This sampling comes from Part IV of the Catechism titled: "Christian Prayer," section 1: Prayer in the Christian Life, ch. 1 The Revelation of Prayer-The Universal Call to Prayer.
God calls man first. Man may forget his Creator or hide far from his face; he may run after idols or accuse the deity of having abandoned him; yet the living and true God tirelessly calls each person to that mysterious encounter known as prayer. In prayer, the faithful God's initiative of love always comes first; our own first step is always a response. As God gradually reveals himself and reveals man to himself, prayer appears as a reciprocal call, a covenant drama. Through words and actions, this drama engages the heart. It unfolds throughout the whole history of salvation (CCC 2567).Following the introduction to prayer in this chapter, the Catechism goes on to talk about how God revealed prayer to us in the Old Testament and in the New. In the Old Testament, we see Abraham, Moses, King David, and the Prophets as models of prayer. We also see the Psalms as being the "summit of prayer in the Old Testament" where "the prayer of God becomes the prayer of man" (we have a Psalm read or sung at every mass). In the New Testament, we are taught how prayer is fully realized in Jesus. We also see the prayer of his mother, the Blessed Virgin Mary. This chapter concludes with the types of prayer we use in "The Age of the Church," which is how we pray today.
When God calls him, Abraham goes forth "as the Lord had told him";8 Abraham's heart is entirely submissive to the Word and so he obeys. Such attentiveness of the heart, whose decisions are made according to God's will, is essential to prayer, while the words used count only in relation to it. Abraham's prayer is expressed first by deeds: a man of silence, he constructs an altar to the Lord at each stage of his journey. Only later does Abraham's first prayer in words appear: a veiled complaint reminding God of his promises which seem unfulfilled.9 Thus one aspect of the drama of prayer appears from the beginning: the test of faith in the fidelity of God (CCC 2570).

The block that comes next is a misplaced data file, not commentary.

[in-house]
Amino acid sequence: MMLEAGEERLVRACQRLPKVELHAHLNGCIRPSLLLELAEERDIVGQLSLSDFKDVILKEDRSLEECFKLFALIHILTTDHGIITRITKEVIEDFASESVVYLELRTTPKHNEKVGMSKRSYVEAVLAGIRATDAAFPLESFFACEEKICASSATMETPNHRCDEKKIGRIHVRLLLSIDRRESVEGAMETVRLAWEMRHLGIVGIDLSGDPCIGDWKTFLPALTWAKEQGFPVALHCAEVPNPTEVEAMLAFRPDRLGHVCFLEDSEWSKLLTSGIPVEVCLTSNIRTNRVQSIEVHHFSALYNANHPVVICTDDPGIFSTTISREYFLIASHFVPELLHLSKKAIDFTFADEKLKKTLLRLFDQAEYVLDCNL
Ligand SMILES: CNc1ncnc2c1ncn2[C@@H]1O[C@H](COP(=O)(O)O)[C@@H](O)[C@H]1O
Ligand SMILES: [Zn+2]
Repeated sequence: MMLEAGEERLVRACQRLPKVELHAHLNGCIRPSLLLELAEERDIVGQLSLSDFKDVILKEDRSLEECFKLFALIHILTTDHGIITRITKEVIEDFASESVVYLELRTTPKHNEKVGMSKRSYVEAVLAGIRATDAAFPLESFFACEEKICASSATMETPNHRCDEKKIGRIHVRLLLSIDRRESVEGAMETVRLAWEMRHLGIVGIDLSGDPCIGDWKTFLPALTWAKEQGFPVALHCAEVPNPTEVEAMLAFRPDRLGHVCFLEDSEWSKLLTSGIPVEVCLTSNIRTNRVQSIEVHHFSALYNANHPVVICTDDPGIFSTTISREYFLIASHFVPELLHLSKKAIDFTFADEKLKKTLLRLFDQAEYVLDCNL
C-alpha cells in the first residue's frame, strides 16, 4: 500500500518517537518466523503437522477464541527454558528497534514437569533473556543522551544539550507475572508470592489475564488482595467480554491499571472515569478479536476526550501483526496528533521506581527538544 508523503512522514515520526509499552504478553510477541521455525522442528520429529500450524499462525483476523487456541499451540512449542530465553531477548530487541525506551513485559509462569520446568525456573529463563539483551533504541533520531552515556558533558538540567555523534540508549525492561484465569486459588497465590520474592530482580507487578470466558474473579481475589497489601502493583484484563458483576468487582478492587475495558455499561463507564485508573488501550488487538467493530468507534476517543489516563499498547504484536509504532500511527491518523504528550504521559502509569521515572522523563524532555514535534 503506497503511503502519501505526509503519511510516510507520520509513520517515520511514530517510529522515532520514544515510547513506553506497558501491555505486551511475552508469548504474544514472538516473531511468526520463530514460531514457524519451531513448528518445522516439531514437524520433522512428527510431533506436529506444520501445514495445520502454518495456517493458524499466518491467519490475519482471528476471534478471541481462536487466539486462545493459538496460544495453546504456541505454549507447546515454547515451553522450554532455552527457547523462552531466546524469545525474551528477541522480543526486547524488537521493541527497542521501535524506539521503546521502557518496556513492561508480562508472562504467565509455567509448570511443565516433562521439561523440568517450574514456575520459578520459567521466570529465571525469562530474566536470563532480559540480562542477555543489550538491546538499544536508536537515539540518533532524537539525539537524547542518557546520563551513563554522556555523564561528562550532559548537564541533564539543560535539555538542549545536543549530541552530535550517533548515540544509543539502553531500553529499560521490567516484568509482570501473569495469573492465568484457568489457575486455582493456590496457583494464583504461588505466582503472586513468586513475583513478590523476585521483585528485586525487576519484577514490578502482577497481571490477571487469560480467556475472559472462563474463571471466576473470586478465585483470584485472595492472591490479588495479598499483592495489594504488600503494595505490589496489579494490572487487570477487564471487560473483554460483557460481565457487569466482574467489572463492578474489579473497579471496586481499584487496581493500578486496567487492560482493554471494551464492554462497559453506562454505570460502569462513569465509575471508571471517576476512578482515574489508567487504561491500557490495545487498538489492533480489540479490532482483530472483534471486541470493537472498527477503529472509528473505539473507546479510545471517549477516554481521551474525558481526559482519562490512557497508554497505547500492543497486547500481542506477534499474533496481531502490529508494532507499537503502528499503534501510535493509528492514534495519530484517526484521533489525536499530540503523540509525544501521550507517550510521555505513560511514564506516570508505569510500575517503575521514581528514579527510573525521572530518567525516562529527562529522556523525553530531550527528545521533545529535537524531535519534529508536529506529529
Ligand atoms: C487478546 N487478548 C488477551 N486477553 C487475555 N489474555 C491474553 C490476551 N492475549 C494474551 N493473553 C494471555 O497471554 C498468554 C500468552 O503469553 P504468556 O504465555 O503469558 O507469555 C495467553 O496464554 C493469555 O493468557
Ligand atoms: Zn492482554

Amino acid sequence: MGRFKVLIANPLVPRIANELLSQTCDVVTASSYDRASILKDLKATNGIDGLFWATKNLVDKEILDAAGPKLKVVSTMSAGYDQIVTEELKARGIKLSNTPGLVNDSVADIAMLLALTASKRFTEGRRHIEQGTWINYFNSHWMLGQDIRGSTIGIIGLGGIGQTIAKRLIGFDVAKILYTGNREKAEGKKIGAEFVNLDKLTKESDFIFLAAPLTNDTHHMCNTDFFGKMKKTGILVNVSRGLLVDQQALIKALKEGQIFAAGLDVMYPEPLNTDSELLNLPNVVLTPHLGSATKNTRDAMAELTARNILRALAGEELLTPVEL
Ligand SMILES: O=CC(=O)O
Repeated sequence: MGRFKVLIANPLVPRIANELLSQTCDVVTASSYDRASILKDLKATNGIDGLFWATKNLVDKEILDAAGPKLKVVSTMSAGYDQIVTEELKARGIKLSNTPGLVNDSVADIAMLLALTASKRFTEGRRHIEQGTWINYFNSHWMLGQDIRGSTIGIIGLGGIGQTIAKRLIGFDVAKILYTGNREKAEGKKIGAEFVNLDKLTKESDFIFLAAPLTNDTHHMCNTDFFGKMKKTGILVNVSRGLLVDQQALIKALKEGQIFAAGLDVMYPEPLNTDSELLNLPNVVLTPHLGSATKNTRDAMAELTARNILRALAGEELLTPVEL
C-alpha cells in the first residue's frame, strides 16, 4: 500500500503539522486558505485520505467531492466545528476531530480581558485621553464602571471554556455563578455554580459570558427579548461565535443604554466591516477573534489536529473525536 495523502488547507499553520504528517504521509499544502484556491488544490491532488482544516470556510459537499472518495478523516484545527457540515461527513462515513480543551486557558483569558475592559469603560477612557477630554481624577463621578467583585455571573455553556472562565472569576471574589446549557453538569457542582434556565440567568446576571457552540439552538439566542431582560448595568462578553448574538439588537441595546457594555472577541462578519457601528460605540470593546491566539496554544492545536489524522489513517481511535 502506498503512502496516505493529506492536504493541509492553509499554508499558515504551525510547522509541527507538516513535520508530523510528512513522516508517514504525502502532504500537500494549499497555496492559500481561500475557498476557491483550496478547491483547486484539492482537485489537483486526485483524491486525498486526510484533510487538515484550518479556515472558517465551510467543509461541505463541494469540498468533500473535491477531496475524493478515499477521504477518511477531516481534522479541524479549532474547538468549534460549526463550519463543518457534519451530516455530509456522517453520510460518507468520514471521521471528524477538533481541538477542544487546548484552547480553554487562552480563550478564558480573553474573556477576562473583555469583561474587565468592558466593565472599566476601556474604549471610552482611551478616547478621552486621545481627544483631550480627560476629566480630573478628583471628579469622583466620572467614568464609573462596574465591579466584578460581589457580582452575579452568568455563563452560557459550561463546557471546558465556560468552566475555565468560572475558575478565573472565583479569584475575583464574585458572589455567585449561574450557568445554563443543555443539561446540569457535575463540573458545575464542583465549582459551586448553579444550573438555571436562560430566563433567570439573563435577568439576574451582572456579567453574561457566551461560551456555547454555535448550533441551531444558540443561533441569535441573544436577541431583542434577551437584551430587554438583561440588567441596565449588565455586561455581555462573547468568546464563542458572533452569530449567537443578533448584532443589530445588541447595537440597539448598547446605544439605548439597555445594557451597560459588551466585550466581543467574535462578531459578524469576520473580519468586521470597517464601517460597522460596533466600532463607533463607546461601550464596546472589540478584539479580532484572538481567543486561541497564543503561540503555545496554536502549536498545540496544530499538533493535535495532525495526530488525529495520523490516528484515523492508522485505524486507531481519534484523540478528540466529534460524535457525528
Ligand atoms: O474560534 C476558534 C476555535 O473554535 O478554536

The prayer of Moses responds to the living God's initiative for the salvation of his people. It foreshadows the prayer of intercession of the unique mediator, Christ Jesus (CCC 2593).
The Psalms constitute the masterwork of prayer in the Old Testament. They present two inseparable qualities: the personal, and the communal. They extend to all dimensions of history, recalling God's promises already fulfilled and looking for the coming of the Messiah (CCC 2596).
Prayed and fulfilled in Christ, the Psalms are an essential and permanent element of the prayer of the Church. They are suitable for men of every condition and time (CCC 2597).
Jesus' filial prayer is the perfect model of prayer in the New Testament. Often done in solitude and in secret, the prayer of Jesus involves a loving adherence to the will of the Father even to the Cross and an absolute confidence in being heard (CCC 2620).
In his teaching, Jesus teaches his disciples to pray with a purified heart, with lively and persevering faith, with filial boldness. He calls them to vigilance and invites them to present their petitions to God in his name. Jesus Christ himself answers prayers addressed to him (CCC 2621).Types of prayer
What are the essential forms of Christian prayer?
They are blessing and adoration, the prayer of petition and intercession, thanksgiving and praise. The Eucharist contains and expresses all the forms of prayer (CCCC 550)
What is “blessing”?
The prayer of blessing is man’s response to God’s gifts: we bless the Almighty who first blesses us and fills us with his gifts (CCCC 551).
How can adoration be defined?
Adoration is the humble acknowledgement by human beings that they are creatures of the thrice-holy Creator (CCCC 552).
What are the different forms of the prayer of petition?
It can be a petition for pardon or also a humble and trusting petition for all our needs either spiritual or material. The first thing to ask for, however, is the coming of the Kingdom (CCCC 553).
In what does the prayer of intercession consist?
Intercession consists in asking on behalf of another. It conforms us and unites us to the prayer of Jesus who intercedes with the Father for all, especially sinners. Intercession must extend even to one’s enemies (CCCC 554).
When is thanksgiving given to God?
The Church gives thanks to God unceasingly, above all in celebrating the Eucharist in which Christ allows her to participate in his own thanksgiving to the Father. For the Christian every event becomes a reason for giving thanks (CCCC 555).
What is the prayer of praise?
Praise is that form of prayer which recognizes most immediately that God is God. It is a completely disinterested prayer: it sings God’s praise for his own sake and gives him glory simply because he is (CCCC 556).
Read the Catechism
For the Compendium of the Catechism of the Catholic Church, read #534-556
For the "In Brief" sections of the Catechism of the Catholic Church, click one of the following:
In the Old Testament (Old Testament figures as models)
In the Fullness of Time (Jesus and Mary as models)
In the Age of the Church (Types of Prayer)
For the full Catechism of the Catholic Church, begin here.